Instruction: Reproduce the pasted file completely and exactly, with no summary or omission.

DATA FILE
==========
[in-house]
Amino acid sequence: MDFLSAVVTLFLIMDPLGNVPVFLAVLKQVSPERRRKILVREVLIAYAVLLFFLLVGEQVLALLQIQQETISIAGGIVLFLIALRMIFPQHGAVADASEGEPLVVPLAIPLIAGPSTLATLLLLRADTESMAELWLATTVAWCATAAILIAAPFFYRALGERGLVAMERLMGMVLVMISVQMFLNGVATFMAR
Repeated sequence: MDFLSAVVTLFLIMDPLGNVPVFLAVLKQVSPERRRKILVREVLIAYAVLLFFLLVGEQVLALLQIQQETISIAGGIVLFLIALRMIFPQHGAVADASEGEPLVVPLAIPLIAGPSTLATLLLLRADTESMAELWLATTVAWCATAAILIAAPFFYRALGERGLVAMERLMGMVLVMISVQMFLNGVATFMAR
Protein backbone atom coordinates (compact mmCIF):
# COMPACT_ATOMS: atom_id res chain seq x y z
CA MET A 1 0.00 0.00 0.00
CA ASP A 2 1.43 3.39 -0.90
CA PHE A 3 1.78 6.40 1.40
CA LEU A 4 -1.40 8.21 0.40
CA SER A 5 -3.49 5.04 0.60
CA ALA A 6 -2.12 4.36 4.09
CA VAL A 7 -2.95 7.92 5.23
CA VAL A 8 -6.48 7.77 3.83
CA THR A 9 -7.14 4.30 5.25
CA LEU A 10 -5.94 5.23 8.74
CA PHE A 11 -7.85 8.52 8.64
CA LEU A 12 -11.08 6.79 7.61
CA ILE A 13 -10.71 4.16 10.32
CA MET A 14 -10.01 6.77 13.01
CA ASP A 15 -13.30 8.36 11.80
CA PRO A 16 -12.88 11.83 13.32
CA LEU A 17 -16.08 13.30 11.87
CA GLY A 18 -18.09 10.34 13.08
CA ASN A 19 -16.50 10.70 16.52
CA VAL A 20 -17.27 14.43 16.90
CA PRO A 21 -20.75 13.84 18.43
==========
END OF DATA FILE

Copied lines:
[in-house]
Amino acid sequence: MDFLSAVVTLFLIMDPLGNVPVFLAVLKQVSPERRRKILVREVLIAYAVLLFFLLVGEQVLALLQIQQETISIAGGIVLFLIALRMIFPQHGAVADASEGEPLVVPLAIPLIAGPSTLATLLLLRADTESMAELWLATTVAWCATAAILIAAPFFYRALGERGLVAMERLMGMVLVMISVQMFLNGVATFMAR
Repeated sequence: MDFLSAVVTLFLIMDPLGNVPVFLAVLKQVSPERRRKILVREVLIAYAVLLFFLLVGEQVLALLQIQQETISIAGGIVLFLIALRMIFPQHGAVADASEGEPLVVPLAIPLIAGPSTLATLLLLRADTESMAELWLATTVAWCATAAILIAAPFFYRALGERGLVAMERLMGMVLVMISVQMFLNGVATFMAR
Protein backbone atom coordinates (compact mmCIF):
# COMPACT_ATOMS: atom_id res chain seq x y z
CA MET A 1 0.00 0.00 0.00
CA ASP A 2 1.43 3.39 -0.90
CA PHE A 3 1.78 6.40 1.40
CA LEU A 4 -1.40 8.21 0.40
CA SER A 5 -3.49 5.04 0.60
CA ALA A 6 -2.12 4.36 4.09
CA VAL A 7 -2.95 7.92 5.23
CA VAL A 8 -6.48 7.77 3.83
CA THR A 9 -7.14 4.30 5.25
CA LEU A 10 -5.94 5.23 8.74
CA PHE A 11 -7.85 8.52 8.64
CA LEU A 12 -11.08 6.79 7.61
CA ILE A 13 -10.71 4.16 10.32
CA MET A 14 -10.01 6.77 13.01
CA ASP A 15 -13.30 8.36 11.80
CA PRO A 16 -12.88 11.83 13.32
CA LEU A 17 -16.08 13.30 11.87
CA GLY A 18 -18.09 10.34 13.08
CA ASN A 19 -16.50 10.70 16.52
CA VAL A 20 -17.27 14.43 16.90
CA PRO A 21 -20.75 13.84 18.43